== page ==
A proposed second-phase development plan suggested ideas for subsequent development and campus expansion. These included acquisition of the northeast quarter of the block where the campus is located, exploration of a public/private partnership for a performing arts center that did not exist in the area. Vehicular circulation would be relocated to the perimeter of the site to promote a safe and cohesive campus center.
The surface parking lot would be replaced with a more efficient, expanded multistory parking garage. Finally, the one-story early education building that was recently constructed, but not master planned, would be replaced with a new multi-story academic building. One of the new plans offered ideas of how St. Paul's environmental orientation might be integrated into the site and buildings. Its new buildings should embody LEED Silver–level high-performance building standards in design and materials specifications, expressing energy efficient systems architecturally to promote learning and understanding. Many ideas were explored, including the incorporation of onsite storm water management principles; the use of geothermal well fields to support heat pump systems; use of wind and solar power, natural ventilation, and daylighting; rainwater collection and graywater recycling; trash and materials recycling; reduction of runoff and heat island effects through the use of permeable pathway systems, and green landscapes; highly reflective and green roofs; and a living outdoor classroom and lab to promote understanding of indigenous plants and food crops.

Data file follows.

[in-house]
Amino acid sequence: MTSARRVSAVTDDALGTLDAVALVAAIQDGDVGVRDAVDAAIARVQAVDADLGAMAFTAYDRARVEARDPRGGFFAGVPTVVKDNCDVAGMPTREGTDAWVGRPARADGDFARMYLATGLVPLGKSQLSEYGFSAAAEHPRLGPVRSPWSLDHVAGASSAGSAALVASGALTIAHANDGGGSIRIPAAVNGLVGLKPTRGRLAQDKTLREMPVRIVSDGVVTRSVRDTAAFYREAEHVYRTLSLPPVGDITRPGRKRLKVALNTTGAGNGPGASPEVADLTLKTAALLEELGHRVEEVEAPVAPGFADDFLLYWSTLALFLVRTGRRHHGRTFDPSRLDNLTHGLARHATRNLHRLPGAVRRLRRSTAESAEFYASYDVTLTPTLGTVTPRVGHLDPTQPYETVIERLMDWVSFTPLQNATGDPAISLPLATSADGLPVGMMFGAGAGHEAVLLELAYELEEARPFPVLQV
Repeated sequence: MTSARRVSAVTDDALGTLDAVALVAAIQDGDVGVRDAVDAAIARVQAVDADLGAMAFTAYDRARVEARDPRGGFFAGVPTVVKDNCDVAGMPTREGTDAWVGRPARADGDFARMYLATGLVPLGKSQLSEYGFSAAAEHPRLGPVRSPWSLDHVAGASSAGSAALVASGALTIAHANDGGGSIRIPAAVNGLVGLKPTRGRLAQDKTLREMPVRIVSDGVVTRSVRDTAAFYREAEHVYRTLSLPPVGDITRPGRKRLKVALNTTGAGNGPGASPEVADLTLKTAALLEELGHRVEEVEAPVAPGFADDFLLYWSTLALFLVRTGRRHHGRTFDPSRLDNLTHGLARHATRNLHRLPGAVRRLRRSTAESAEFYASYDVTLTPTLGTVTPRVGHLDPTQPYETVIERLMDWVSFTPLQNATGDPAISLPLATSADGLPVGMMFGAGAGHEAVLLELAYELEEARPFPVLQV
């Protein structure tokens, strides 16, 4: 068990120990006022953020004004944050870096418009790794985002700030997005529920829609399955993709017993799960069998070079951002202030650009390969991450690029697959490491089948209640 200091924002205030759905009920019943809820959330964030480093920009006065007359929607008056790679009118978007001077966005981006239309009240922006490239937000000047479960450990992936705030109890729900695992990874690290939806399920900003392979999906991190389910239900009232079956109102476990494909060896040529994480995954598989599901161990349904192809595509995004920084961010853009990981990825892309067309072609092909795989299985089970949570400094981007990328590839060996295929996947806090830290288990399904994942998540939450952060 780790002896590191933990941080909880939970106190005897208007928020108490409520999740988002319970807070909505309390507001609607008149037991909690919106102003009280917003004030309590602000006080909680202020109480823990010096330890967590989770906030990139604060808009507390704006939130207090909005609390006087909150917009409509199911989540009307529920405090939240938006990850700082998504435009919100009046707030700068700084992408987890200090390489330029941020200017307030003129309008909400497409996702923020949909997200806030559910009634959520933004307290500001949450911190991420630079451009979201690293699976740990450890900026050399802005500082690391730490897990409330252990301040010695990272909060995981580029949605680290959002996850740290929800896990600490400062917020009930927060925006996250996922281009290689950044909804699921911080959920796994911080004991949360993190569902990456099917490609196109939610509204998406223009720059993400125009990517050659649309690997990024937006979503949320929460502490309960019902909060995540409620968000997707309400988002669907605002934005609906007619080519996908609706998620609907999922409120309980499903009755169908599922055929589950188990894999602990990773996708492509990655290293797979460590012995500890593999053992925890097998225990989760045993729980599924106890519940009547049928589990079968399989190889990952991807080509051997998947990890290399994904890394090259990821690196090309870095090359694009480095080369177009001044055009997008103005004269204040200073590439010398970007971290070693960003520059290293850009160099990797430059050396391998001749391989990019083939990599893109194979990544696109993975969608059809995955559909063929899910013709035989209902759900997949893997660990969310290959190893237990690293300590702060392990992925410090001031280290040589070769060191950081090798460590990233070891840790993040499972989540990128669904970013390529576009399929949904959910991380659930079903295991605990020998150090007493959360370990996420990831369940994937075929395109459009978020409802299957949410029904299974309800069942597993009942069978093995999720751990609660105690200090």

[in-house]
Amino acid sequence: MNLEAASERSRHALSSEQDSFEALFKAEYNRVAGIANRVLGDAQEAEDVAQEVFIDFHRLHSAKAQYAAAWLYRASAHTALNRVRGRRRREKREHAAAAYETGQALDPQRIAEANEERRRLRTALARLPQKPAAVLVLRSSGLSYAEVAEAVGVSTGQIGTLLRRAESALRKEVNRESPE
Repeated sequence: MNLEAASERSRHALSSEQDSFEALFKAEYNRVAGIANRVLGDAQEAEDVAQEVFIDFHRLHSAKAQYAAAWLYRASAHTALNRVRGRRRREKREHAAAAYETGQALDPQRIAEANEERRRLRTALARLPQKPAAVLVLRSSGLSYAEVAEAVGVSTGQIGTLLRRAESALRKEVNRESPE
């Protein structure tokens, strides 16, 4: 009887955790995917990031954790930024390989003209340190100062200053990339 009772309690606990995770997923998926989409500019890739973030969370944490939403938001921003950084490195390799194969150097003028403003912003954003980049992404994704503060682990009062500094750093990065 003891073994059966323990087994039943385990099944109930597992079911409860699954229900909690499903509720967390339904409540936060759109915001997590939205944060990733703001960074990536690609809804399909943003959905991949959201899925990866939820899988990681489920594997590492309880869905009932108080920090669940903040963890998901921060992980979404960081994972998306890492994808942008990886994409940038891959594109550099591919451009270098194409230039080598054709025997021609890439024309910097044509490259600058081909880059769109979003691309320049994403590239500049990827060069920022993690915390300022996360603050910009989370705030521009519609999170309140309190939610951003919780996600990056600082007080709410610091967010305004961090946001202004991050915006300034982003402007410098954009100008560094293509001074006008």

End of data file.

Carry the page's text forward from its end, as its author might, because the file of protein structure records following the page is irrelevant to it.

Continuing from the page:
As the charrette drew to a close, the school's short-term needs, long-term master planning, and concept-design goals were all summed up in a series of drawings and bullet points. St. Paul's representatives believe the work done at the charrette will help inform their constituents so all may move forward in their quest to revitalize their campus and engage their community.
Solutions for securing the future of St. Paul's will have to come from within. The future of the school, the neighborhood, and the city are interwoven. It is through this interconnection that the solution for St. Paul's is to be found. The school is looking to the future with a bold vision for the study of the sciences which will incorporate the highest standards of sustainable "green" planning and design, along with a comprehensive curriculum incorporating study of environmental issues at every grade level. Now, having been through Katrina, students throughout the region seem to have a unique sensitivity to environmental issues and their impact on their daily lives. This rebuilding plan will give all of the students in this area the opportunity for innovative learning, which may well provide the basis for them to create real-world solutions in the future.